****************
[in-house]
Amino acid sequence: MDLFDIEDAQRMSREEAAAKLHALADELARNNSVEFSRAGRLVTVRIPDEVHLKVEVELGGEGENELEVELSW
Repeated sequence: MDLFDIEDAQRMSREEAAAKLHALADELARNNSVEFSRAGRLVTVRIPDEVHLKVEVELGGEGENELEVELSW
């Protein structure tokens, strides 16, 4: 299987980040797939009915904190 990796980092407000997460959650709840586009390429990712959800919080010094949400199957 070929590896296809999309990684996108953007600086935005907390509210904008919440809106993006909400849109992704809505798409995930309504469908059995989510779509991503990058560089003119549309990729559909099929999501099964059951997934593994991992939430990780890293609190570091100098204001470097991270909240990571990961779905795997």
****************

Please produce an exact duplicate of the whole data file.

[in-house]
Amino acid sequence: MDLFDIEDAQRMSREEAAAKLHALADELARNNSVEFSRAGRLVTVRIPDEVHLKVEVELGGEGENELEVELSW
Repeated sequence: MDLFDIEDAQRMSREEAAAKLHALADELARNNSVEFSRAGRLVTVRIPDEVHLKVEVELGGEGENELEVELSW
């Protein structure tokens, strides 16, 4: 299987980040797939009915904190 990796980092407000997460959650709840586009390429990712959800919080010094949400199957 070929590896296809999309990684996108953007600086935005907390509210904008919440809106993006909400849109992704809505798409995930309504469908059995989510779509991503990058560089003119549309990729559909099929999501099964059951997934593994991992939430990780890293609190570091100098204001470097991270909240990571990961779905795997």